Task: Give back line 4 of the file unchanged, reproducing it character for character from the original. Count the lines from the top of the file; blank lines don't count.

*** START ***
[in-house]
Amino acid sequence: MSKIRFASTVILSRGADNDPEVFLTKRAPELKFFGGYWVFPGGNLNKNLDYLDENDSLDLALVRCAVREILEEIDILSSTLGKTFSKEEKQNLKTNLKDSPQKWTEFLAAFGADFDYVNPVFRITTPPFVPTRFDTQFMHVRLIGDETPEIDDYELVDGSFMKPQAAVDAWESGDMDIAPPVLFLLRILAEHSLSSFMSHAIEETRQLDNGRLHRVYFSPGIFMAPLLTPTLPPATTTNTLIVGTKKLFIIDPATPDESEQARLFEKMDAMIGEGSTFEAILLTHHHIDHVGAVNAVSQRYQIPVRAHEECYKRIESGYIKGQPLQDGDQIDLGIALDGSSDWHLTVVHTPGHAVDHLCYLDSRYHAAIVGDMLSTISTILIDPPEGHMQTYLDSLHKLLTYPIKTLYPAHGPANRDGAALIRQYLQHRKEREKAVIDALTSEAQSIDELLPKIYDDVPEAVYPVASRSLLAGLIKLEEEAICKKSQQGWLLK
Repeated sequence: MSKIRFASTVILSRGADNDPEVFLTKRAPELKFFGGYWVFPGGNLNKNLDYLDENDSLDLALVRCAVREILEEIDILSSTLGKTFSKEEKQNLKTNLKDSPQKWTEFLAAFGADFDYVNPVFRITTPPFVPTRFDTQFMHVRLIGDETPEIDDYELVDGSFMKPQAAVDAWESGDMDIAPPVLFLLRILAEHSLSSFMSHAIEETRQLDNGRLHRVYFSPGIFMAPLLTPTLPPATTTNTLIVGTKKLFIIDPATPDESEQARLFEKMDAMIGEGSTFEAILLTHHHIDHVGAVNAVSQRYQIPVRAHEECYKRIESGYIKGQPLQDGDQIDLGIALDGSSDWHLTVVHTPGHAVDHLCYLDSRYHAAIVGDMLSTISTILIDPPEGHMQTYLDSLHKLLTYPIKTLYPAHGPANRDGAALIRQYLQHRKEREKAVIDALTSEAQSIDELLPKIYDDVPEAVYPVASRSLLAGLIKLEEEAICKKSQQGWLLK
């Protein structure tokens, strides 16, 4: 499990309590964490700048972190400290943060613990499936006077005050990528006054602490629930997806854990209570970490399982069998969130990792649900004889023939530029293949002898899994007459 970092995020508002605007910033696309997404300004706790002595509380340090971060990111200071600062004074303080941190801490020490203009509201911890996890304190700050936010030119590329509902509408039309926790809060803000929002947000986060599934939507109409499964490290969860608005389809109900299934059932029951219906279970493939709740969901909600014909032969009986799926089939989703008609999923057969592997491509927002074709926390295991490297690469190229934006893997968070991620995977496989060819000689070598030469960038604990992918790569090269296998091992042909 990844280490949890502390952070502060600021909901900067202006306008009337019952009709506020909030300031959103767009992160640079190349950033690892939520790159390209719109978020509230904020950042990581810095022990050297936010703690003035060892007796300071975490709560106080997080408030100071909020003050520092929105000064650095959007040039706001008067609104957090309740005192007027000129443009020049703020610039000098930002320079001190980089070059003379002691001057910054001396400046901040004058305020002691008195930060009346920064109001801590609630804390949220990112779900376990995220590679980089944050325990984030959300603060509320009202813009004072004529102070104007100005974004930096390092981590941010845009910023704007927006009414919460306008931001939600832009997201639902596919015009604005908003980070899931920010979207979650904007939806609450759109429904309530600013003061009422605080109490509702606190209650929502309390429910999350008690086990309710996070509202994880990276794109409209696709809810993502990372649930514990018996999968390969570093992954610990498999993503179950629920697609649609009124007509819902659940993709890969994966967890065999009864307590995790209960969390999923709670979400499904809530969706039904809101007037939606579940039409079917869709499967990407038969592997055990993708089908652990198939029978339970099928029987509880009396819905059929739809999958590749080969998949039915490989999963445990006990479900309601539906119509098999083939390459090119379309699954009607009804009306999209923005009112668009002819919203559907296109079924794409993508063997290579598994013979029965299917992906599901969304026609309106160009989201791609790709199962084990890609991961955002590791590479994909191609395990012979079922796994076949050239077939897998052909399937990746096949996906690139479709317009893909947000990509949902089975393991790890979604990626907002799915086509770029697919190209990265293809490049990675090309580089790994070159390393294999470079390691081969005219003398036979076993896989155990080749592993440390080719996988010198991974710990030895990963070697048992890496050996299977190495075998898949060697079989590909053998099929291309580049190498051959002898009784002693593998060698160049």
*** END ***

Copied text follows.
């Protein structure tokens, strides 16, 4: 499990309590964490700048972190400290943060613990499936006077005050990528006054602490629930997806854990209570970490399982069998969130990792649900004889023939530029293949002898899994007459 970092995020508002605007910033696309997404300004706790002595509380340090971060990111200071600062004074303080941190801490020490203009509201911890996890304190700050936010030119590329509902509408039309926790809060803000929002947000986060599934939507109409499964490290969860608005389809109900299934059932029951219906279970493939709740969901909600014909032969009986799926089939989703008609999923057969592997491509927002074709926390295991490297690469190229934006893997968070991620995977496989060819000689070598030469960038604990992918790569090269296998091992042909 990844280490949890502390952070502060600021909901900067202006306008009337019952009709506020909030300031959103767009992160640079190349950033690892939520790159390209719109978020509230904020950042990581810095022990050297936010703690003035060892007796300071975490709560106080997080408030100071909020003050520092929105000064650095959007040039706001008067609104957090309740005192007027000129443009020049703020610039000098930002320079001190980089070059003379002691001057910054001396400046901040004058305020002691008195930060009346920064109001801590609630804390949220990112779900376990995220590679980089944050325990984030959300603060509320009202813009004072004529102070104007100005974004930096390092981590941010845009910023704007927006009414919460306008931001939600832009997201639902596919015009604005908003980070899931920010979207979650904007939806609450759109429904309530600013003061009422605080109490509702606190209650929502309390429910999350008690086990309710996070509202994880990276794109409209696709809810993502990372649930514990018996999968390969570093992954610990498999993503179950629920697609649609009124007509819902659940993709890969994966967890065999009864307590995790209960969390999923709670979400499904809530969706039904809101007037939606579940039409079917869709499967990407038969592997055990993708089908652990198939029978339970099928029987509880009396819905059929739809999958590749080969998949039915490989999963445990006990479900309601539906119509098999083939390459090119379309699954009607009804009306999209923005009112668009002819919203559907296109079924794409993508063997290579598994013979029965299917992906599901969304026609309106160009989201791609790709199962084990890609991961955002590791590479994909191609395990012979079922796994076949050239077939897998052909399937990746096949996906690139479709317009893909947000990509949902089975393991790890979604990626907002799915086509770029697919190209990265293809490049990675090309580089790994070159390393294999470079390691081969005219003398036979076993896989155990080749592993440390080719996988010198991974710990030895990963070697048992890496050996299977190495075998898949060697079989590909053998099929291309580049190498051959002898009784002693593998060698160049």